When retail insiders discuss the heightened profile of grocery delivery services during COVID-19 with Katherine Cullen, senior director for industry and consumer insights for the Washington, D.C.-based National Retail Federation, she has ready answers.
“We send out a national survey with Prosper Insights & Analytics to more than 7,000 consumers every month to do a deeper dive into industry trends,” said Cullen, “and we’ve seen the growth in the online grocery market. Overall, it’s grown from 11 percent at the start of 2020 to 18 percent for October, for all online grocery orders, including pick-up, curbside and home delivery.”
And nine percent of grocery shoppers were using pre-scheduled home delivery services, such as Instacart, at the start of 2020, she said, with that number rising to 15 percent by October.
So while most shoppers still want the in-store experience, Cullen said the home delivery trend is “here to stay. It’s another option along with curbside and pick-up in-store, and we’ll see more growth in that area.”
Third Party Time
Among the various services, Cullen cited Instacart, in-house services provided by grocery chains and others that are membership-based, like Shipt (from Target) and Prime Now (Amazon). “Some might offer the same prices online you would get in-store,” she said.
As for the ascent of Instacart, “it isn’t just addressing instant gratification for consumers, it’s also a hedge as major delivery carriers, such as UPS and FedEx, reach capacity going into the holiday season,” said Carol Spieckerman, founder and national retail consultant with Spieckerman Retail, of Bentonville, Ark.
How hot is this trend? Even “retailers such as 7-11 are building portfolios of third-party delivery providers like Instacart, Uber Eats and Grubhub, rather than limiting their options,” Spieckerman said. “Doing so increases the likelihood that shoppers will do business with a retailer, regardless of their individual app preferences.”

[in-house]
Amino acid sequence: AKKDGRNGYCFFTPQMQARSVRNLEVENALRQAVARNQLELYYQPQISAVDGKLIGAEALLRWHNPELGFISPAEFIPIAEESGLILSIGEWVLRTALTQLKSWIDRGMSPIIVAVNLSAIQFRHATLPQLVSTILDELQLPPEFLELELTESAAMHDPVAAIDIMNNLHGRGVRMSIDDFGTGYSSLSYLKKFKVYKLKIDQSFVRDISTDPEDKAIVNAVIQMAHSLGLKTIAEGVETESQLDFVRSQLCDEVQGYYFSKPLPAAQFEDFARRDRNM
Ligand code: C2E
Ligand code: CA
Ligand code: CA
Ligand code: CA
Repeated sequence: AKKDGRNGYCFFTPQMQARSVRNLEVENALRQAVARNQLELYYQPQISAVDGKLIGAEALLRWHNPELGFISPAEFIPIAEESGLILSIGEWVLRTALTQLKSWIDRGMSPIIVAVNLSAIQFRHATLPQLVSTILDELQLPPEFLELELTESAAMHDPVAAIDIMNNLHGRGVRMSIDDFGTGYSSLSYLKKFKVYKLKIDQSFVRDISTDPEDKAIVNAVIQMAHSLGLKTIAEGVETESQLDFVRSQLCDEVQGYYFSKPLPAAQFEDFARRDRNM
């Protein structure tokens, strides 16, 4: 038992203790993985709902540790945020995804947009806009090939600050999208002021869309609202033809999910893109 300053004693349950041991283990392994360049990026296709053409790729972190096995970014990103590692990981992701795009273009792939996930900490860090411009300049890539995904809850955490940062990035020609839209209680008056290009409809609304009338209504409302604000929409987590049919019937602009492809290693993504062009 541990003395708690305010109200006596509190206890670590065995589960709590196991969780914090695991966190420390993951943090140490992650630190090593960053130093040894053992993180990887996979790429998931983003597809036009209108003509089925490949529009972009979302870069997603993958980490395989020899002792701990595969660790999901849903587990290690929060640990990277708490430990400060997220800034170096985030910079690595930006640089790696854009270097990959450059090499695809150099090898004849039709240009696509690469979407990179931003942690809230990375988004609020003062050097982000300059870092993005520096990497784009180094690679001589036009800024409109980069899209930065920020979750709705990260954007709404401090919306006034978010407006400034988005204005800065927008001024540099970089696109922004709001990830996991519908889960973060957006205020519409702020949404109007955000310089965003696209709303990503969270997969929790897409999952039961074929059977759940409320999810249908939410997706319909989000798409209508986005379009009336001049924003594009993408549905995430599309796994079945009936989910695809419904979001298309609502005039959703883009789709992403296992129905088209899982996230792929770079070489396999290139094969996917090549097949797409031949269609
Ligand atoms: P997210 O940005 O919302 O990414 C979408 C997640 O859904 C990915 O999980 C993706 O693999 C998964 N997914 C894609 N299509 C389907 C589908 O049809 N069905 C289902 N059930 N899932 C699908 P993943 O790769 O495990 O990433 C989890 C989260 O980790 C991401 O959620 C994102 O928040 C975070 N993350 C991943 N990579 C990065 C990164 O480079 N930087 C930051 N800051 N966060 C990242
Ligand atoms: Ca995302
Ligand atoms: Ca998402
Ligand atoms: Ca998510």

Photos courtesy of Instacart
These services also drive digital awareness. “Shoppers can get confused by the proliferation of options,” she said, “yet those who have accounts with Instacart receive notifications when new retailers are added to the service and prompts for promotions.”
The next move by Instacart will be expanded beyond its grocery base. “Its deals with Petco, Walmart and Sephora, in Canada [among other retailers] are steps in that direction,” Spieckerman said. “Multi-category retailers, like Walmart, have a vested interest in building bridges to higher-margin, discretionary categories, like home and apparel, with customers that prefer not to shop in stores.”
It’s not just superstores and national and regional chains that are surfing the Instacart wave. Such services “have helped many independent grocers offer grocery delivery when they might otherwise be hard-pressed to do so,” said Jim Dudlicek, director, communications and external affairs, for the Arlington, Va.-based National Grocers Association.
However, other independent operators have developed delivery services, too, “often in partnership with platform solution providers, allowing them to offer e-commerce under their own brands,” said Dudlicek. “Still others may utilize both methods, leveraging third parties to extend their reach while offering proprietary service to drive loyalty.”
Kelly Cofer, CEO of The Retail Coach, of Tupelo, Miss., cited the new service from Walmart as the sterling example in the industry. “It costs $98 per year,” Cofer said, “and will skip curbside and focus on delivery, because Buy Online, Pick Up In-Store is where the corporation is seeing its highest profit margins.”
That’s in spite of what is often an extra cost for the consumer. “[Home delivery] isn’t for the price sensitive. Walmart is the leader due to its lower prices, followed by Target, and both have quick access to distribution centers,” said Paula Rosenblum, managing partner with Miami-based RSR Research. “Other grocers have done well with top line revenues, but not bottom line, after various costs.”
As for the COVID-19 angle, “It really just accelerated the public’s already strong reaction to online delivery,” Cofer said. With the pandemic evolving, he reflected on previous recessions and how retailers reacted as the market improved.
“Most don’t do what they say they’ll change, but they need to understand that today’s market is all about the customer not having to come inside,” he said. “People who prefer to shop inside can still do so. Many find it enjoyable and even therapeutic.”
And the future is looking brighter, given that “retailers are finally leasing new spaces,” he said. “So, we’ll know in 12 to 24 months what this new landscape will look like.”